The first day of Royal Ascot was the Queen's son Prince Edward and his wife's 19th wedding anniversary, but it was Meghan Markle who stole the show
Does anyone know who Prince Edward really is? The Queen's youngest son is not the kind of man to draw attention to himself if he can help it.
So headlines in recent days mocking him as 'Air Miles Eddie' must have caused him considerable discomfort.
Unusually for him, he used a private executive jet as well as a helicopter over two days on public engagements in Dorset and the West Midlands — engagements that he could easily have carried out by road or rail.
The cost to the taxpayer was in the region of £13,000 rather than just a few hundred pounds, giving rise to accusations that he was guilty of 'a blatant abuse of public money'.
What is strange about this is that ever since he was forced to give up a commercial life as a TV producer, he has been extremely careful, as a full-time royal, to do everything by the book — so very different from his demanding brother Prince Andrew. So what has changed?
The theory among courtiers is that the Earl of Wessex fears he and his wife Sophie are in danger of being eclipsed from the excitement of the royal show. He wants to raise their profile.
Tuesday — the opening day of Royal Ascot — was the couple's 19th wedding anniversary.
But it was the glamorous Meghan who inevitably attracted all the attention.
All this came on top of those extraordinary pictures of the newest royal and the Queen in highly animated conversation as they carried out engagements together in Cheshire last week.
Sophie, of course, has been the Queen's favourite family companion for some years.
The theory among courtiers is that the Earl of Wessex fears he and his wife Sophie are in danger of being eclipsed by Meghan (pictured with the Queen). He wants to raise their profile
The former PR girl, now 53, rides out with the Queen at Windsor and also goes carriage driving with her father-in-law Prince Philip, whom she calls 'Papa' (just as Princess Diana did).
'She makes him laugh, which with Philip is half the battle,' says a friend.
On most Sunday afternoons they and their children Louise, 14, and James, ten, have 'five o'clock tea' with the Queen at Windsor Castle, usually in the Oak Room.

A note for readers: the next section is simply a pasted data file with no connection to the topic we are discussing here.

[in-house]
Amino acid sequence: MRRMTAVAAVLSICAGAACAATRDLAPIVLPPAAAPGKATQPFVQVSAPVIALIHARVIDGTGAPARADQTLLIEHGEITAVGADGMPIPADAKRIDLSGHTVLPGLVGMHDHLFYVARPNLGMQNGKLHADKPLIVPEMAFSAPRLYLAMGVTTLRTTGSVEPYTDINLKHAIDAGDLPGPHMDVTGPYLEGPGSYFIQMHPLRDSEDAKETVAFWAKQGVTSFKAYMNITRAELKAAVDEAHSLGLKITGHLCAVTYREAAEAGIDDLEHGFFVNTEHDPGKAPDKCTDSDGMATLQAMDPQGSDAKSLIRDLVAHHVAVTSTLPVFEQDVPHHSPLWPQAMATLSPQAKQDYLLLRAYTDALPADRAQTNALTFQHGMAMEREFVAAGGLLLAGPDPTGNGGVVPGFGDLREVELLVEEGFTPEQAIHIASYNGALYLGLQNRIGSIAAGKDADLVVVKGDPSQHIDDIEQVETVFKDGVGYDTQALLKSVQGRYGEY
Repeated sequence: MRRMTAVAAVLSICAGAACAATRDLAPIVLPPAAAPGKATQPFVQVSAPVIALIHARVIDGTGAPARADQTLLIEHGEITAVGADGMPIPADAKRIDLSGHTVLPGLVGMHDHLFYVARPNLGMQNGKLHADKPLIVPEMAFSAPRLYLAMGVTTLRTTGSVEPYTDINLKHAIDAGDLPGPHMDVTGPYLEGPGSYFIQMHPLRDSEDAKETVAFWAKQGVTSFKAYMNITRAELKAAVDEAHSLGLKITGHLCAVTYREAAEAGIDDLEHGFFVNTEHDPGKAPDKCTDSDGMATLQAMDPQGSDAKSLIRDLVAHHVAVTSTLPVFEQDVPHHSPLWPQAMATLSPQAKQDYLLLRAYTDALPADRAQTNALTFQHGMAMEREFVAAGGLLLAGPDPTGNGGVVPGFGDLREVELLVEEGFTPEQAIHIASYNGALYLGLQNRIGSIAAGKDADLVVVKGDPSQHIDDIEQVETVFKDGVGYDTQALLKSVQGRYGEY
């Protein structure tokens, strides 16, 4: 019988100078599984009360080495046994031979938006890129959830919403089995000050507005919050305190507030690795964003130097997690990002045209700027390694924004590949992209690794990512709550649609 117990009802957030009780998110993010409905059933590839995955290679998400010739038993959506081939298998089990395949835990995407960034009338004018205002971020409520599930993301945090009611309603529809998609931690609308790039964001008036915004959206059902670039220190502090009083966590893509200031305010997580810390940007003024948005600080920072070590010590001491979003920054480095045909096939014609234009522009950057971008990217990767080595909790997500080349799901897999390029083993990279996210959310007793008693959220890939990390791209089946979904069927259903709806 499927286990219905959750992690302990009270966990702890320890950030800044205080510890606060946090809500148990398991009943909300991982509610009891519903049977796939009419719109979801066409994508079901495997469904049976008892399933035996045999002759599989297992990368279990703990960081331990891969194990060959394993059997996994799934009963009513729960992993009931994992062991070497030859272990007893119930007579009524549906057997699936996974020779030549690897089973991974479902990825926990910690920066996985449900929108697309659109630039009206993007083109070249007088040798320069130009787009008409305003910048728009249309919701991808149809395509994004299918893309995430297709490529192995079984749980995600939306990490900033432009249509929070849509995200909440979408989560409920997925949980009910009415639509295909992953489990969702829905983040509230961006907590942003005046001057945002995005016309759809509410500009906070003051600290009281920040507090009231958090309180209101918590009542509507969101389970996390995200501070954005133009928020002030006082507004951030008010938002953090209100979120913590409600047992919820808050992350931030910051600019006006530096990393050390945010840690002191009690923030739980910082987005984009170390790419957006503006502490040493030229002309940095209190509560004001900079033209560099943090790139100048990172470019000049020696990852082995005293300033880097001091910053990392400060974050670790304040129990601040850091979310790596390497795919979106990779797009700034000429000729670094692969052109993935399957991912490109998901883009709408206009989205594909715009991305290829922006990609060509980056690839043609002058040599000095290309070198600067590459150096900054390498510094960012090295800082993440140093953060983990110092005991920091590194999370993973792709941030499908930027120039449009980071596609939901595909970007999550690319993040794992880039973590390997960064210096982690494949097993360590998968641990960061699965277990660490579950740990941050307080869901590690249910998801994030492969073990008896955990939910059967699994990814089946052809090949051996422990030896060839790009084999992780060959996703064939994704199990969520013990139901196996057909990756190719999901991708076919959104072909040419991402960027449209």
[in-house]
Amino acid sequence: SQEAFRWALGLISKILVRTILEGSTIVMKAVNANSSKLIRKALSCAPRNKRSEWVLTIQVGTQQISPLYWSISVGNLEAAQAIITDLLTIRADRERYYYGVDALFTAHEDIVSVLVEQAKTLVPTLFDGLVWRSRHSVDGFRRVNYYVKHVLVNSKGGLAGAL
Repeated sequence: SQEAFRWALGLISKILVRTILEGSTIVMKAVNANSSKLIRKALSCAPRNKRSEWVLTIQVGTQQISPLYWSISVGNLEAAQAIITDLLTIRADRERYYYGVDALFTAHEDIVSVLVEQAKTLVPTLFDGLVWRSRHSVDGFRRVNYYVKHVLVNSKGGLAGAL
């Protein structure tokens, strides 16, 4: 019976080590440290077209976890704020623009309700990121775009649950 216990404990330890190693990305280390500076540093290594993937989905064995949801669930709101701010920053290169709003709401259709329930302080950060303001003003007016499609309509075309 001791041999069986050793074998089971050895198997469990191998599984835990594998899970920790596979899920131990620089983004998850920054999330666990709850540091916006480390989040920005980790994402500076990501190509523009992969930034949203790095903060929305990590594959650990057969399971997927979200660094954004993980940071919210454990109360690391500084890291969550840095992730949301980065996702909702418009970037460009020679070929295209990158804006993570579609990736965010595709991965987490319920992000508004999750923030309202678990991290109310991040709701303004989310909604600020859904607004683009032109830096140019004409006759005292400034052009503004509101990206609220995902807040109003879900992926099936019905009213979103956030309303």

These are precious private moments, where the Queen herself pours the tea, and not even the personable Meghan is ever likely to take Sophie's place there.
But, in their official lives, Edward and Sophie, as senior royals, have never enjoyed the same kind of public affection and enthusiasm as the other members of the family.
Indeed, there are several spoof Prince Edward social media accounts which purport to share his homespun royal thoughts, such as: 'Don't you know that feeling in the morning when you are full of energy?! Nah, me neither.'
However, the real Edward, 54, is keen to be taken more seriously, especially as he is expected to be elevated from an earl to a duke and inherit his father's title, the Duke of Edinburgh.
He has been chairman of the board of trustees of the Duke of Edinburgh's International Award Foundation for the past three years and travels extensively.
But the fallout of his embarrassing commercial history, and, of course, Sophie's, too, still weighs heavily on them.
Edward's dreams of a life away from the royal ribbon-cutting routine finally ended in 2011 when Ardent Productions, the television production company which the prince set up in 1993 with £300,000 of his own money, was dissolved.
The company's most spectacular achievement was the ignominy and very public criticism it faced in 2001 after it had a crew film on the St Andrews university campus while his nephew Prince William, newly arrived as a student, was there.
This move was an apparent contravention of an agreement with the media to leave the young Prince William alone.
The Duchess of Sussex, 36, is pictured on the first day of Royal Ascot in Berkshire this week
For her part, PR Sophie famously fell foul of a Sunday newspaper sting in 2001 in which she talked about the Royal Family and other prominent people to a potential 'client' who was, in fact, an undercover reporter.
She described the Queen as 'the old dear' and Cherie Blair, the then Prime Minister's wife, as 'absolutely horrid, horrid, horrid'.
She also created a memorable 'royals for hire' storm when, just three months after becoming the Countess of